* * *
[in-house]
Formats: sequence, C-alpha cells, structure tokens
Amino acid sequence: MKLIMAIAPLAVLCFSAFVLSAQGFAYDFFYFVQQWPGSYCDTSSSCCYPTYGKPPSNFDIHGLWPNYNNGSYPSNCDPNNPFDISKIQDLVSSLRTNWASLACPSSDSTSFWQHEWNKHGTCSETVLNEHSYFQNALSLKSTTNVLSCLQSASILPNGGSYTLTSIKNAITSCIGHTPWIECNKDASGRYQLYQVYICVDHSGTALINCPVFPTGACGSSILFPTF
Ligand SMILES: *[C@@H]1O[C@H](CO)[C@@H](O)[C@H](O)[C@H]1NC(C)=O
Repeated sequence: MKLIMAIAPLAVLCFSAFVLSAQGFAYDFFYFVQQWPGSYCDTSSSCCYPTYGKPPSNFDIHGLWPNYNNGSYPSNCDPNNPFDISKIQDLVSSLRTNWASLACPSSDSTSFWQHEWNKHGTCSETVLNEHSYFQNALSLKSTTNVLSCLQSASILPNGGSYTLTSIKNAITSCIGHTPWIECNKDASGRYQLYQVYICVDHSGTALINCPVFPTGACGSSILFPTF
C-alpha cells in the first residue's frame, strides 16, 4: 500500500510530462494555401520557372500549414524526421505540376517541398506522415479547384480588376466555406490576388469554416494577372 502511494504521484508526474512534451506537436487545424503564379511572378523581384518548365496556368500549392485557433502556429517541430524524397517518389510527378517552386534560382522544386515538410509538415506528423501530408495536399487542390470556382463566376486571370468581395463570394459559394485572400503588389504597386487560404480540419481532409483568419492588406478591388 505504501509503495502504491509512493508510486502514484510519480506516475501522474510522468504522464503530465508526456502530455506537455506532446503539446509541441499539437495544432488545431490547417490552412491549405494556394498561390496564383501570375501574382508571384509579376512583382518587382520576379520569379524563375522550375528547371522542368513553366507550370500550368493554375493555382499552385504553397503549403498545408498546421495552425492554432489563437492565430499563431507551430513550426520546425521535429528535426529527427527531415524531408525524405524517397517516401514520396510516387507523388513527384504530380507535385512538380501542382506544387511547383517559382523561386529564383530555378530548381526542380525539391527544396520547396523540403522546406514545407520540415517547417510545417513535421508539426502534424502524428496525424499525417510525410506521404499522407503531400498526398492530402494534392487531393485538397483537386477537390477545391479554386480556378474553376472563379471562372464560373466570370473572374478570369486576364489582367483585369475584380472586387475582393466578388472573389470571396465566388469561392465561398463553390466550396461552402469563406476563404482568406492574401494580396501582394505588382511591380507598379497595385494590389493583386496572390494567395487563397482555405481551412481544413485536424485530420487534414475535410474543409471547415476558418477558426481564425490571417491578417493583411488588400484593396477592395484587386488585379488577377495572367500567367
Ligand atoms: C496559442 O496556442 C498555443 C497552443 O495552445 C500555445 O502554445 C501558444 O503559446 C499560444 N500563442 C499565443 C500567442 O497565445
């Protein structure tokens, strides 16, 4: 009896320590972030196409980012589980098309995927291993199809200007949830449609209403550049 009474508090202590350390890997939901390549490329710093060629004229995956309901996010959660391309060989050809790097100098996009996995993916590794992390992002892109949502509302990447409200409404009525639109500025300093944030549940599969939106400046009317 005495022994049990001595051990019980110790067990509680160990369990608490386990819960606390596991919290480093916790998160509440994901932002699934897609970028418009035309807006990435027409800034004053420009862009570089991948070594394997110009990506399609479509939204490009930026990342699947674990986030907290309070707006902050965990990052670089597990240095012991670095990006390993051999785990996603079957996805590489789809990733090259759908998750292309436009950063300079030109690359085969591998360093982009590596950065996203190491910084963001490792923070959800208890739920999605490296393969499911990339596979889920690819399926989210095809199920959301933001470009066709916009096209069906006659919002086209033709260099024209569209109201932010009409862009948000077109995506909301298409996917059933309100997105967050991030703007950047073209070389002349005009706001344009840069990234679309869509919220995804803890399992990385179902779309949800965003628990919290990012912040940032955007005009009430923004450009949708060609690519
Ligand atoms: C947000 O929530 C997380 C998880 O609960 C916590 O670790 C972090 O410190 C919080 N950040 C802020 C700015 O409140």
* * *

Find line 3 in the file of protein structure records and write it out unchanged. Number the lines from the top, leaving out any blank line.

Amino acid sequence: MKLIMAIAPLAVLCFSAFVLSAQGFAYDFFYFVQQWPGSYCDTSSSCCYPTYGKPPSNFDIHGLWPNYNNGSYPSNCDPNNPFDISKIQDLVSSLRTNWASLACPSSDSTSFWQHEWNKHGTCSETVLNEHSYFQNALSLKSTTNVLSCLQSASILPNGGSYTLTSIKNAITSCIGHTPWIECNKDASGRYQLYQVYICVDHSGTALINCPVFPTGACGSSILFPTF